Occupant behaviour has been shown to be one of the key driving factors of uncertainty in prediction of energy consumption in buildings. Building occupants affect building energy use directly and indirectly by interacting with building energy systems such as adjusting temperature set...... occupant profiles for prediction of energy use to reduce the gap between predicted and real building energy consumptions. In this study, we exploit diary-based Danish Time Use Surveys for understanding and modelling occupant behaviour in the residential sector in Denmark. This paper is a continuation......-points, switching lights on/off, using electrical devices and opening/closing windows. Furthermore, building inhabitants’ daily activity profiles clearly shape the timing of energy demand in households. Modelling energy-related human activities throughout the day, therefore, is crucial to defining more realistic...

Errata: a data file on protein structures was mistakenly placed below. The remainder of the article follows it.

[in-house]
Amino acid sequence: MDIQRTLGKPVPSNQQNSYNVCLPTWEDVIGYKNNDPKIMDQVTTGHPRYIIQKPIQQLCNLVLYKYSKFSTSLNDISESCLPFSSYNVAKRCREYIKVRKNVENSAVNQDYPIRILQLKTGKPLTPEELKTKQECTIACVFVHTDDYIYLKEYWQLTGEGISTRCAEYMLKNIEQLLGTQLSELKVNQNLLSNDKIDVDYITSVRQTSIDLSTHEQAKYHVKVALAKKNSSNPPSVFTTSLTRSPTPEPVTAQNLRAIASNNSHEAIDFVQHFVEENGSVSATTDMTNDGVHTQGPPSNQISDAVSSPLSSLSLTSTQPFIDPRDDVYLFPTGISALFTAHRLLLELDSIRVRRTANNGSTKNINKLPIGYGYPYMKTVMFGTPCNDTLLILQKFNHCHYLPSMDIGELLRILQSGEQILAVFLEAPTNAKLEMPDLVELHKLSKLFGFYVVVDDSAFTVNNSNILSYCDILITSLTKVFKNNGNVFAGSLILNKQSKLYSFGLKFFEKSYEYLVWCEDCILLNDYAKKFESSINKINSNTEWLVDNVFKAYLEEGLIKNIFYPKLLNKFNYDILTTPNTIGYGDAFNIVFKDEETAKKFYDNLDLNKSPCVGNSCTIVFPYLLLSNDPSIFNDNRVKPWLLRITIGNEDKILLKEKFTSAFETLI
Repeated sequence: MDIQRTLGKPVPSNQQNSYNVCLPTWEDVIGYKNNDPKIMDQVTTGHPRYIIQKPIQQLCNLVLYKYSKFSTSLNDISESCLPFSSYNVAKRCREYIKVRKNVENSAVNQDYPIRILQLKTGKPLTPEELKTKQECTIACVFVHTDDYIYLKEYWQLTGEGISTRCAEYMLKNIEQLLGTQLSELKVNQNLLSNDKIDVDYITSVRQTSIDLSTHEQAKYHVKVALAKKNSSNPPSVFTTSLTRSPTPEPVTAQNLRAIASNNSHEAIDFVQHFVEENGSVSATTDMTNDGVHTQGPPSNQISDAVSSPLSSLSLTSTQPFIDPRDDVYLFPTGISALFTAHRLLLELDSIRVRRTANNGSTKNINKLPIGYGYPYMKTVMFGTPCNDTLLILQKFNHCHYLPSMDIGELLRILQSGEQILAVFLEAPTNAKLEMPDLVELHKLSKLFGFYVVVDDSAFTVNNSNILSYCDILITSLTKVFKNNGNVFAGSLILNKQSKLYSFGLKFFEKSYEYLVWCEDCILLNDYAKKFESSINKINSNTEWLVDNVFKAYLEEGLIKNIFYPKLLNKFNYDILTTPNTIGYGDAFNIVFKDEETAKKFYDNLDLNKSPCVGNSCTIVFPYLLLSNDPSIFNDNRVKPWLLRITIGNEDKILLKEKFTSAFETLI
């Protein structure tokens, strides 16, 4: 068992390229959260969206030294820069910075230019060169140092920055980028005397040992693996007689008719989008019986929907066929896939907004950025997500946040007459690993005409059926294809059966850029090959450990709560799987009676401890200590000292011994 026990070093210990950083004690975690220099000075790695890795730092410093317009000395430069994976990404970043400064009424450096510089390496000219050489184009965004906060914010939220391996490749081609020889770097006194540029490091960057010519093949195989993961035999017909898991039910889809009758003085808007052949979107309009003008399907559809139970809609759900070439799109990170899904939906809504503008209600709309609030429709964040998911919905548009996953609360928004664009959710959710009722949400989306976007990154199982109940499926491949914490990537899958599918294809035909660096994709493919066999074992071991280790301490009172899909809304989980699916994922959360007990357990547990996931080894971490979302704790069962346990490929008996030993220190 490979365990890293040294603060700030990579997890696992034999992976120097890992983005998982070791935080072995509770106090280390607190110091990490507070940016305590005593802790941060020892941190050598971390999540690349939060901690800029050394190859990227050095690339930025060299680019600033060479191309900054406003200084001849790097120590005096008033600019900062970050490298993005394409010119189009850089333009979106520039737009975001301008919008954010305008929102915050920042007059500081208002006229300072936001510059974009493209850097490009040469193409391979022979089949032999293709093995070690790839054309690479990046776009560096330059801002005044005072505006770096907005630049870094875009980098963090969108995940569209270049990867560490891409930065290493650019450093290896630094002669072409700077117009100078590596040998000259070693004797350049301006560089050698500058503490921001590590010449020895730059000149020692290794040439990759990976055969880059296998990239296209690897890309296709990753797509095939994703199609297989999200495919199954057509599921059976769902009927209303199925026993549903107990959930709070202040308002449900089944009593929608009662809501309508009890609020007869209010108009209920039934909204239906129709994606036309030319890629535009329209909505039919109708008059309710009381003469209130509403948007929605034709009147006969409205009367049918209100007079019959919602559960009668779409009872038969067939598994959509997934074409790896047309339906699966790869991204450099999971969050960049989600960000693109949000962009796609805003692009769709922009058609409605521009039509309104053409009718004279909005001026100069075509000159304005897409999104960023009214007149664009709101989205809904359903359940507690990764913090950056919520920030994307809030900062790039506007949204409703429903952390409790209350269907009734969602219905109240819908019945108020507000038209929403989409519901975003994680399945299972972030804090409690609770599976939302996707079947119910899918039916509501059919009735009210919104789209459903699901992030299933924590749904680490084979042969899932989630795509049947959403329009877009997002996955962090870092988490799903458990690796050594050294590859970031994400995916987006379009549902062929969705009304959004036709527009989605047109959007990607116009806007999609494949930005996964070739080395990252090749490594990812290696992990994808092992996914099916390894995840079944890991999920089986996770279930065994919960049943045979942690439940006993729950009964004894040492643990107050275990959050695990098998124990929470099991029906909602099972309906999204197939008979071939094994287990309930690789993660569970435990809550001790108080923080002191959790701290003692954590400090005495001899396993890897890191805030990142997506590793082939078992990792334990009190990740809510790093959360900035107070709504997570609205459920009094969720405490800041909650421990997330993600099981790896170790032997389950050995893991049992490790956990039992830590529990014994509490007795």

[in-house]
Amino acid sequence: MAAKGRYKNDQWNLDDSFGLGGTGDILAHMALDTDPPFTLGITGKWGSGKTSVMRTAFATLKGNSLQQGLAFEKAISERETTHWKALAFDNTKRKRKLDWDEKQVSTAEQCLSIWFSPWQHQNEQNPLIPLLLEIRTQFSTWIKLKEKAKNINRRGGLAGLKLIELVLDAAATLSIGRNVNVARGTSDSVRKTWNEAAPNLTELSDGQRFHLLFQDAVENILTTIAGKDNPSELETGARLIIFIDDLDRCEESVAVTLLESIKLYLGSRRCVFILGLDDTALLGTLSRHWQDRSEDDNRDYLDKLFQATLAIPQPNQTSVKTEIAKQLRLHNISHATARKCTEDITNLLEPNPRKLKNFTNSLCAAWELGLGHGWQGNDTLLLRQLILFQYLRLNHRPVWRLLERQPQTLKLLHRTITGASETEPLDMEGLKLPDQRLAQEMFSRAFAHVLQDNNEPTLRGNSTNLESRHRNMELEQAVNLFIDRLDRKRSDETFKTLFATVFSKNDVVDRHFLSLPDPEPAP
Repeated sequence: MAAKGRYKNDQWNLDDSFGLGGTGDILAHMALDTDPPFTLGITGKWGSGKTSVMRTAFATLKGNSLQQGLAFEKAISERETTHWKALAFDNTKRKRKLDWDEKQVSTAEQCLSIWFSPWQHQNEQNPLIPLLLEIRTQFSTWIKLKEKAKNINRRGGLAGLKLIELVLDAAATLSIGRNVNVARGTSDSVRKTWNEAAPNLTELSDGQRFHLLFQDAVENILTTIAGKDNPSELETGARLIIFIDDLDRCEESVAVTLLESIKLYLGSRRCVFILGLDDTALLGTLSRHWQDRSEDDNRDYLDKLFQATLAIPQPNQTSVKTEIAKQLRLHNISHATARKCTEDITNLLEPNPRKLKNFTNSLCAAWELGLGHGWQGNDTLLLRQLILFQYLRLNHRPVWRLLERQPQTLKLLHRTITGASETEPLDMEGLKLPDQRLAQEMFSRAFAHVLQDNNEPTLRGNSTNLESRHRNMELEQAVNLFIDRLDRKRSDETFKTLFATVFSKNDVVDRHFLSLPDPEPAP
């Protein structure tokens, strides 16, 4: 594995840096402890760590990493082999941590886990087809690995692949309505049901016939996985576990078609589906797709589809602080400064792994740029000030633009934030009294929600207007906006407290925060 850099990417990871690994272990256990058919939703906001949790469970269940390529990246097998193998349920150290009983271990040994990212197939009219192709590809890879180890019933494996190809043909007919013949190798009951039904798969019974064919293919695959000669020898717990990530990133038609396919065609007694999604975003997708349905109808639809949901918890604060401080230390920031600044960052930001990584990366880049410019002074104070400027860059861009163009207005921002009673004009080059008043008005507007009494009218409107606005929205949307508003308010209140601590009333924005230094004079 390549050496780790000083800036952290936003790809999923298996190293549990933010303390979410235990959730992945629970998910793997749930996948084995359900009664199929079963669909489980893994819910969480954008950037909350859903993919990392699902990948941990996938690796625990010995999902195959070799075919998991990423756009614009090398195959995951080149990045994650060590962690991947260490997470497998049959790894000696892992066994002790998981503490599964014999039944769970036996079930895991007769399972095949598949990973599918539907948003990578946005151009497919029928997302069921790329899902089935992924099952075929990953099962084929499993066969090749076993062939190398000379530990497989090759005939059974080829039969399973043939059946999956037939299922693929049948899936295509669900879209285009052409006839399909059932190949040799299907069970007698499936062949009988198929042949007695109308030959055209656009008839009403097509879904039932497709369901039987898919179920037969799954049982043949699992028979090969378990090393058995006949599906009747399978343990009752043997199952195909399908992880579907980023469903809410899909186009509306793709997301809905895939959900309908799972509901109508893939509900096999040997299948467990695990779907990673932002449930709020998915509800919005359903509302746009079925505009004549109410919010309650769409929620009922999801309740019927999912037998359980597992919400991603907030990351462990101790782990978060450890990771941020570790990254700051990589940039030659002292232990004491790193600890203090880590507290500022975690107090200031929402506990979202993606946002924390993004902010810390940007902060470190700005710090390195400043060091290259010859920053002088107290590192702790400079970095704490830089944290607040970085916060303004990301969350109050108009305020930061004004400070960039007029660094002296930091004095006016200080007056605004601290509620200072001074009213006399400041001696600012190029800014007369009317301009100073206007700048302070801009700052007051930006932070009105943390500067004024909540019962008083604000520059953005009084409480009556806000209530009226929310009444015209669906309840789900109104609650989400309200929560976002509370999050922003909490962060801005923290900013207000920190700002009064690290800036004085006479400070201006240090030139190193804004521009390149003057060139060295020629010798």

14. A Numerical Study of Factors Affecting Fracture-Fluid Cleanup and Produced Gas/Water in Marcellus Shale: Part II

    Energy Technology Data Exchange (ETDEWEB)

    Seales, Maxian B.; Dilmore, Robert; Ertekin, Turgay; Wang, John Yilin

    2017-04-01